that may include some plants, the capacity of which
 What We Recommend
                                           was either too small or excessive, and others plants
                                           that may not have been needed. More than $9.6
We recommend that HUD’s Deputy             million of disaster funds were approved for a facility
Assistant Secretary for Grant Programs     based on an emergency requirement when the facility
require the State to support $7,200 in     did not meet the definition of an emergency
appraisal fees; more than $2.1 million     requirement.
for property acquisition of three
projects; and fully implement
procedures and controls to address the
findings cited in this audit report.
                            TABLE OF CONTENTS

Background and Objectives                                                        3

Results of Audit
      Finding 1: The State Did Not Ensure That Its Subrecipient and Appraisers
                 Complied With Agreements and Federal Requirements               5
      Finding 2: The State Did Not Fully Implement Adequate Controls and
                 Procedures for Its Disaster Infrastructure Program              11

Scope and Methodology                                                            18

Internal Controls                                                                20

Appendixes
A.    Schedule of Questioned Costs                                               22
B.    Auditee Comments and OIG’s Evaluation                                      23
C.    Appraiser Review Results                                                   40
D.    Review Appraiser Review Results                                            43
E.    Plan Versus Initial Projections                                            44
F.    PEER Usage Estimates                                                       45
G.    Emergency Criteria and Projects                                            46




                                             2
                      BACKGROUND AND OBJECTIVES
The Community Development Block Grant (CDBG) program is funded by the U.S. Department
of Housing and Urban Development (HUD). It provides annual grants on a formula basis to
entitled cities, urban counties, and States to develop viable urban communities by providing
decent housing and a suitable living environment and by expanding economic opportunities,
principally for low- and moderate-income persons.

On August 29, 2005, Hurricane Katrina made landfall in southeast Louisiana and Mississippi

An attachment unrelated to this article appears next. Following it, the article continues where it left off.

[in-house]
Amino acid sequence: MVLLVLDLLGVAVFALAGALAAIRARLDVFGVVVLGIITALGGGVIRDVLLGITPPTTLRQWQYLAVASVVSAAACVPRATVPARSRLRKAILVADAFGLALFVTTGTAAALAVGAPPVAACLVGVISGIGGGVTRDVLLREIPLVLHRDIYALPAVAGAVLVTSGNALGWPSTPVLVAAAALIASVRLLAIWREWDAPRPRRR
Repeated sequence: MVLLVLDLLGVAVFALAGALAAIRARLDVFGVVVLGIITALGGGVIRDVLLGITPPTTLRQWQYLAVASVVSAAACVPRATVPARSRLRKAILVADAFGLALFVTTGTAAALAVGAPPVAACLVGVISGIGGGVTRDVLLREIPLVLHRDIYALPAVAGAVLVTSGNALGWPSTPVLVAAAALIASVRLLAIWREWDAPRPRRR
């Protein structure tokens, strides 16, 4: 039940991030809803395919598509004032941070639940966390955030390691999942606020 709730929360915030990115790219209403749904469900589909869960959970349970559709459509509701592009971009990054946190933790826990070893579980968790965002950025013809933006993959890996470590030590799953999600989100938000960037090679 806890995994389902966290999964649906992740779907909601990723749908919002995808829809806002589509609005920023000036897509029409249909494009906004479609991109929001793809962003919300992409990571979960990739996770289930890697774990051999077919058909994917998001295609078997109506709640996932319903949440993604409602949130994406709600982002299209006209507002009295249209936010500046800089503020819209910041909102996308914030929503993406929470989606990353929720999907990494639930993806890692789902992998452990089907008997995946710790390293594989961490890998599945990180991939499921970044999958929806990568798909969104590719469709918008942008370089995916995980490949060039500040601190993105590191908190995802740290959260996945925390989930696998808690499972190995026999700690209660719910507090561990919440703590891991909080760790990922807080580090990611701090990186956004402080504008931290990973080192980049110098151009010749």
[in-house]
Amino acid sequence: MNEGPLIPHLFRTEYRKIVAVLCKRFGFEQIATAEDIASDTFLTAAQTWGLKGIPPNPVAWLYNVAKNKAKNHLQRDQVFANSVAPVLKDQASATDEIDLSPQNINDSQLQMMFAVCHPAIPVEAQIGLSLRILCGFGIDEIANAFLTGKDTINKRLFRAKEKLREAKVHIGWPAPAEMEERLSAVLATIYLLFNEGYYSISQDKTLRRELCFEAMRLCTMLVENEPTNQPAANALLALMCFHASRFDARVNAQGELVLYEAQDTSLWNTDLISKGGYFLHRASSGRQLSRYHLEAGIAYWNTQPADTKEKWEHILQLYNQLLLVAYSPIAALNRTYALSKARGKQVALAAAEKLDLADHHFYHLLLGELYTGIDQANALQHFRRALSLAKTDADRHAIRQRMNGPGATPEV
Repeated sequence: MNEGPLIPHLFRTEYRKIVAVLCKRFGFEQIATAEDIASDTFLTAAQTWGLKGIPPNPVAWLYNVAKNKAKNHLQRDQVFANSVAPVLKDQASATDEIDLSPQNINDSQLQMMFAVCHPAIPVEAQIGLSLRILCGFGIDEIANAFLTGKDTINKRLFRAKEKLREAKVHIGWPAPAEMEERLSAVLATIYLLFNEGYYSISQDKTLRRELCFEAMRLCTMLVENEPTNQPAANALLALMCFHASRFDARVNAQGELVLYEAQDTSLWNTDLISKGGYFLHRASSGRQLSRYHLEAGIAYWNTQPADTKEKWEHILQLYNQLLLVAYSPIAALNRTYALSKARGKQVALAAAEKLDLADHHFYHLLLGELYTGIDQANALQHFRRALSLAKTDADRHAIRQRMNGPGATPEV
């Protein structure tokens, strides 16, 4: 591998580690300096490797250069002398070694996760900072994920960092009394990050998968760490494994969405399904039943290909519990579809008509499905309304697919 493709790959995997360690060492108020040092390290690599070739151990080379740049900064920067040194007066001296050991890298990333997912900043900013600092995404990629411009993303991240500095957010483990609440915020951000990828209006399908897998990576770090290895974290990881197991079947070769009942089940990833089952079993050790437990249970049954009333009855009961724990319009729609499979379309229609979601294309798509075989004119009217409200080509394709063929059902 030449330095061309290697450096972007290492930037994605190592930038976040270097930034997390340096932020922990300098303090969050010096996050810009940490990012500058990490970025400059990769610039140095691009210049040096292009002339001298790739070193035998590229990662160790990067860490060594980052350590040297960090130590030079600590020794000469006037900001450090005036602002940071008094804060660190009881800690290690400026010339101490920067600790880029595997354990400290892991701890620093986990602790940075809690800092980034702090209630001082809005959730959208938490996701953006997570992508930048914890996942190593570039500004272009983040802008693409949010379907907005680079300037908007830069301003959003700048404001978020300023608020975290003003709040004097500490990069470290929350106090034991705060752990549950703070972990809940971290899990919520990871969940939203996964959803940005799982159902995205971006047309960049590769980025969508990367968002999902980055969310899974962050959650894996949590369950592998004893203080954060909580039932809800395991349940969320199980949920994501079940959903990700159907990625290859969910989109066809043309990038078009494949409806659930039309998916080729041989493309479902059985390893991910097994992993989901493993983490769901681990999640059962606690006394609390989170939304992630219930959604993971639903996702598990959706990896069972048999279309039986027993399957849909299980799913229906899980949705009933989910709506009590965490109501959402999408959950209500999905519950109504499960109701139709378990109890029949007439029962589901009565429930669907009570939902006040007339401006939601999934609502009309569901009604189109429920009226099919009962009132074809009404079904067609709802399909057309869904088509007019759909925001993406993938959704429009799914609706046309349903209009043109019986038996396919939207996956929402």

with the worst property damage occurring in the coastal areas, such as Mississippi beachfront
towns, which were more than 90 percent flooded in hours, as boats and casino barges rammed
buildings, pushing cars and houses inland, with waters reaching 6 to 12 miles from the beach.

Soon after Hurricane Katrina, the U.S. Congress and the President appropriated more than $5.4
billion to assist with the State of Mississippi’s storm recovery efforts. The State created the
Hancock, Harrison, George, Jackson, Pearl River, and Stone County Utility Authorities with the
passage of Senate Bill 2943 - Mississippi Gulf Coast Region Utility Act, signed on April 18,
2006. Of the $5.4 billion, the State allocated more than $653 million to the Gulf Coast Regional
Infrastructure Grant Program for the purpose of developing and implementing infrastructure in
the six coastal counties. In the spirit of the report of the Governor’s Commission on Recovery,
Rebuilding, and Renewal, the State found that there was a need for consolidation of water,
wastewater, and storm water services to reduce costs; promote resilience in the event of a
disaster; improve the quality of the natural environment; and improve the planning and delivery
of quality water, wastewater, and storm water services within these counties.

The Mississippi Development Authority is the State’s designated agency responsible for
administering CDBG funds. With regard to the Program, the Development Authority managed
the accountability of the funds, while the Mississippi Department of Environmental Quality
provided technical oversight and project management. The Department of Environmental
Quality, established in 1989, is responsible for protecting the State’s air, land, and water. Its